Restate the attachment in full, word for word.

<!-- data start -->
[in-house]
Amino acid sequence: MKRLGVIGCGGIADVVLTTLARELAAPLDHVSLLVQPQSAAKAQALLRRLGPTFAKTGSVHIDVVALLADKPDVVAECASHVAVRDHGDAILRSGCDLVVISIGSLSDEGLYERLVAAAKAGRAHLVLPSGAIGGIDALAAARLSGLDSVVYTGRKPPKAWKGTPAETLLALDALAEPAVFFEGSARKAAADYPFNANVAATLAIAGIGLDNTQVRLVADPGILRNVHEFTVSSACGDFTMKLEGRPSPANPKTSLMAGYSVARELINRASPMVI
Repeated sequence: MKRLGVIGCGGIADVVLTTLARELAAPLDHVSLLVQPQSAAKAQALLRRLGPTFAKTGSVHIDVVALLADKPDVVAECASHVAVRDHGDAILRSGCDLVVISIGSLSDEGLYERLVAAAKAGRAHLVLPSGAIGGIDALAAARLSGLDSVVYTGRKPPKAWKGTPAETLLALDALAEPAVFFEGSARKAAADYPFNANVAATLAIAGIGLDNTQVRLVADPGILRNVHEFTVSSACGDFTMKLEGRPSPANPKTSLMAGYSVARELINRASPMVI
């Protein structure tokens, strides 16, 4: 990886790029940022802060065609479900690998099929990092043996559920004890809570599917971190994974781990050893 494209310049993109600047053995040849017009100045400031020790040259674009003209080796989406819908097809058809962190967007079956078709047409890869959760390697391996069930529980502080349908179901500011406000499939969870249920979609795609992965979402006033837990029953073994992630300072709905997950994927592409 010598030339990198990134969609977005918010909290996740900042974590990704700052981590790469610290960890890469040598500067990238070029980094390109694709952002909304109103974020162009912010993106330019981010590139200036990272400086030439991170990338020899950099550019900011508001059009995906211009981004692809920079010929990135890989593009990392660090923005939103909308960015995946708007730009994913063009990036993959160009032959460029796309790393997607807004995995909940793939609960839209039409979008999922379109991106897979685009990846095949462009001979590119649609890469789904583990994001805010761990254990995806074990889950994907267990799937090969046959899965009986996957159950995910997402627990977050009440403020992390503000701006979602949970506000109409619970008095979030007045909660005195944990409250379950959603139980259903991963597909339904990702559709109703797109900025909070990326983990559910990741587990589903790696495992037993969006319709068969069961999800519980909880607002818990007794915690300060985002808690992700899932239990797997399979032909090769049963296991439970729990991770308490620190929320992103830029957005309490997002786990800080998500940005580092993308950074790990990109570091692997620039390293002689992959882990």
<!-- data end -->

[in-house]
Amino acid sequence: MKRLGVIGCGGIADVVLTTLARELAAPLDHVSLLVQPQSAAKAQALLRRLGPTFAKTGSVHIDVVALLADKPDVVAECASHVAVRDHGDAILRSGCDLVVISIGSLSDEGLYERLVAAAKAGRAHLVLPSGAIGGIDALAAARLSGLDSVVYTGRKPPKAWKGTPAETLLALDALAEPAVFFEGSARKAAADYPFNANVAATLAIAGIGLDNTQVRLVADPGILRNVHEFTVSSACGDFTMKLEGRPSPANPKTSLMAGYSVARELINRASPMVI
Repeated sequence: MKRLGVIGCGGIADVVLTTLARELAAPLDHVSLLVQPQSAAKAQALLRRLGPTFAKTGSVHIDVVALLADKPDVVAECASHVAVRDHGDAILRSGCDLVVISIGSLSDEGLYERLVAAAKAGRAHLVLPSGAIGGIDALAAARLSGLDSVVYTGRKPPKAWKGTPAETLLALDALAEPAVFFEGSARKAAADYPFNANVAATLAIAGIGLDNTQVRLVADPGILRNVHEFTVSSACGDFTMKLEGRPSPANPKTSLMAGYSVARELINRASPMVI
């Protein structure tokens, strides 16, 4: 990886790029940022802060065609479900690998099929990092043996559920004890809570599917971190994974781990050893 494209310049993109600047053995040849017009100045400031020790040259674009003209080796989406819908097809058809962190967007079956078709047409890869959760390697391996069930529980502080349908179901500011406000499939969870249920979609795609992965979402006033837990029953073994992630300072709905997950994927592409 010598030339990198990134969609977005918010909290996740900042974590990704700052981590790469610290960890890469040598500067990238070029980094390109694709952002909304109103974020162009912010993106330019981010590139200036990272400086030439991170990338020899950099550019900011508001059009995906211009981004692809920079010929990135890989593009990392660090923005939103909308960015995946708007730009994913063009990036993959160009032959460029796309790393997607807004995995909940793939609960839209039409979008999922379109991106897979685009990846095949462009001979590119649609890469789904583990994001805010761990254990995806074990889950994907267990799937090969046959899965009986996957159950995910997402627990977050009440403020992390503000701006979602949970506000109409619970008095979030007045909660005195944990409250379950959603139980259903991963597909339904990702559709109703797109900025909070990326983990559910990741587990589903790696495992037993969006319709068969069961999800519980909880607002818990007794915690300060985002808690992700899932239990797997399979032909090769049963296991439970729990991770308490620190929320992103830029957005309490997002786990800080998500940005580092993308950074790990990109570091692997620039390293002689992959882990």